de Silva y Velázquez was a Spanish painter who is considered to
have been the country's greatest baroque artist. He, with
Goya and El Greco, forms the great triumvirate of Spanish painting.
was born in Seville on June 6, 1599, the oldest of six children; both
his parents were from the minor nobility. Between 1611 and 1617 the young
Velázquez worked as an apprentice to Francisco Pacheco, a Sevillian
Mannerist painter who was also the author of an important treatise, El
arte de la pintura (The Art of Painting, 1649), and who became Velázquez's
father-in-law. During his student years Velázquez absorbed the
most popular contemporaneous styles of painting, derived, in part, from
both Flemish and Italian realism.
his earliest paintings show a strong naturalist bias, as does The Breakfast
(1617-20, Budapest and Hermitage, Saint Petersburg), which may have been
his first work as an independent master after passing the examination
of the Guild of Saint Luke. This painting belongs to the first of three
categories—the bodegón, or kitchen piece, along with portraits
and religious scenes—into which his youthful works, executed between about
1617 and 1623, may be placed. In his kitchen pieces, a few figures are
combined with studied still-life objects, as in Water Seller of Seville
(circa 1619-20, Wellington Museum, London). The masterly effects of light
and shadow, as well as the direct observation of nature, make inevitable
a comparison with the work of the Italian painter Caravaggio. Velázquez's
religious paintings, images of simple piety, portray models drawn from
the streets of Seville, as Pacheco states in his biography of Velázquez.
In Adoration of the Magi (1619, Prado, Madrid), for example, the artist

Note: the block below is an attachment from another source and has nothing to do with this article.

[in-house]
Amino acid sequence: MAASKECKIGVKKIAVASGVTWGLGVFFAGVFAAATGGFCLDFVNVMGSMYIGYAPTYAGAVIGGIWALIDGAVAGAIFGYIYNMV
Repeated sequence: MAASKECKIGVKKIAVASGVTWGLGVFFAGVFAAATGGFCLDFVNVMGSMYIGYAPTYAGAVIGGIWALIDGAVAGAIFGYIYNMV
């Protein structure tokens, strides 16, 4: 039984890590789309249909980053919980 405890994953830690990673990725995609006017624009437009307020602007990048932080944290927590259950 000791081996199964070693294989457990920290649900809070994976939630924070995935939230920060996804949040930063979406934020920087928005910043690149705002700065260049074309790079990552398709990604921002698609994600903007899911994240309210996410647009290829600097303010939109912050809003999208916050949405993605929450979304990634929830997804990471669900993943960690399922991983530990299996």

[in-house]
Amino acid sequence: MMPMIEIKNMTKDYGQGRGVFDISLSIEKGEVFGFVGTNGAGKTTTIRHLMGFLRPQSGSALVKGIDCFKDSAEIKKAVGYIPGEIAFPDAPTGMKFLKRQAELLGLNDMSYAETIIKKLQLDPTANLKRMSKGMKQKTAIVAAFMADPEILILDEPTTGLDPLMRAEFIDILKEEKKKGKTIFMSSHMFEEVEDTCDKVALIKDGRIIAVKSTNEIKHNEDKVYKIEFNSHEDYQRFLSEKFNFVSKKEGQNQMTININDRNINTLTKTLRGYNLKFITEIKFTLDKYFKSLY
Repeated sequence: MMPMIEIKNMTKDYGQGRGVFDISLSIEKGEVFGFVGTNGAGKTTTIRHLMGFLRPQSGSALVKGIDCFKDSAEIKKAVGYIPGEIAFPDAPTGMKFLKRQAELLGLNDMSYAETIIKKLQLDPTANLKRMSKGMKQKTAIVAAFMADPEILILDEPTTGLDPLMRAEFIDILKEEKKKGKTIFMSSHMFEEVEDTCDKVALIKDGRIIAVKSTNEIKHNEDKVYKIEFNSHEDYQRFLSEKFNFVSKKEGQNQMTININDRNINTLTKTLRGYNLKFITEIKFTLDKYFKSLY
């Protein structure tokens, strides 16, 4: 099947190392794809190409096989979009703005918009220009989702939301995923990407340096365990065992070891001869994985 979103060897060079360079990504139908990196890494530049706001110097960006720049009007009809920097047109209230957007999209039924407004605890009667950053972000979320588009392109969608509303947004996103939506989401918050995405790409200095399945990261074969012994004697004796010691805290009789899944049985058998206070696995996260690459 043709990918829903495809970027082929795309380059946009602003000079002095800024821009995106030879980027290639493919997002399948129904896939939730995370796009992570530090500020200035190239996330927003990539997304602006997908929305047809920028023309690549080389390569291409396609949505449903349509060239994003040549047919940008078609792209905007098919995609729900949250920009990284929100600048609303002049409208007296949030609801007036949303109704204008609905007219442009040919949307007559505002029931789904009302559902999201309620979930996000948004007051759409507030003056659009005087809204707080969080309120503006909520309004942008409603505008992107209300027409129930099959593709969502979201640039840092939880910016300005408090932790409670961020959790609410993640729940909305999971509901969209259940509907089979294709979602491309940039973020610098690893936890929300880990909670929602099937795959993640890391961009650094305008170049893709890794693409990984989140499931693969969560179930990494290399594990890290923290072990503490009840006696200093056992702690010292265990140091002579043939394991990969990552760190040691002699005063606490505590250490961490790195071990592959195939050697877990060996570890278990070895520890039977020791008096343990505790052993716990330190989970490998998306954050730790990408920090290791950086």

painted his own family in the guise of biblical figures, including a self-portrait
as well. Velázquez
was also well acquainted with members of the intellectual circles of Seville.
Pacheco was the director of an informal humanist academy; at its meetings
the young artist was introduced to such people as the great poet Luis
de Góngora y Argote, whose portrait he executed in 1622 (Museum
of Fine Arts, Boston). Such contact was important for Velázquez's
later work on mythological and classical subjects.
as Court Painter
Velázquez made his first trip to Madrid, ostensibly to see (as
Pacheco tells it) the royal painting collections, but more likely in an
unsuccessful search for a position as court painter. In 1623, however,
he returned to the capital and, after executing a portrait (1623, Prado)
of the king, was named official painter to Philip IV. The portrait was
the first among many such sober, direct renditions of the king, the royal
family, and members of the court. Indeed, throughout the later 1620s,
most of his efforts were dedicated to portraiture. Mythological subjects
would at times occupy his attention, as in Bacchus (or The Topers, 1628-29,
Prado). This scene of revelry in an open field, picturing the god of wine
drinking with ruffian types, testifies to the artist's continued interest
Peter Paul Rubens came to the court at Madrid on a diplomatic mission.
Among the few painters with whom he associated was Velázquez. Although
the great Flemish master did not have a direct impact on the style of
the younger painter, their conversations almost certainly inspired Velázquez
to visit the art collections in Italy that were so much admired by Rubens.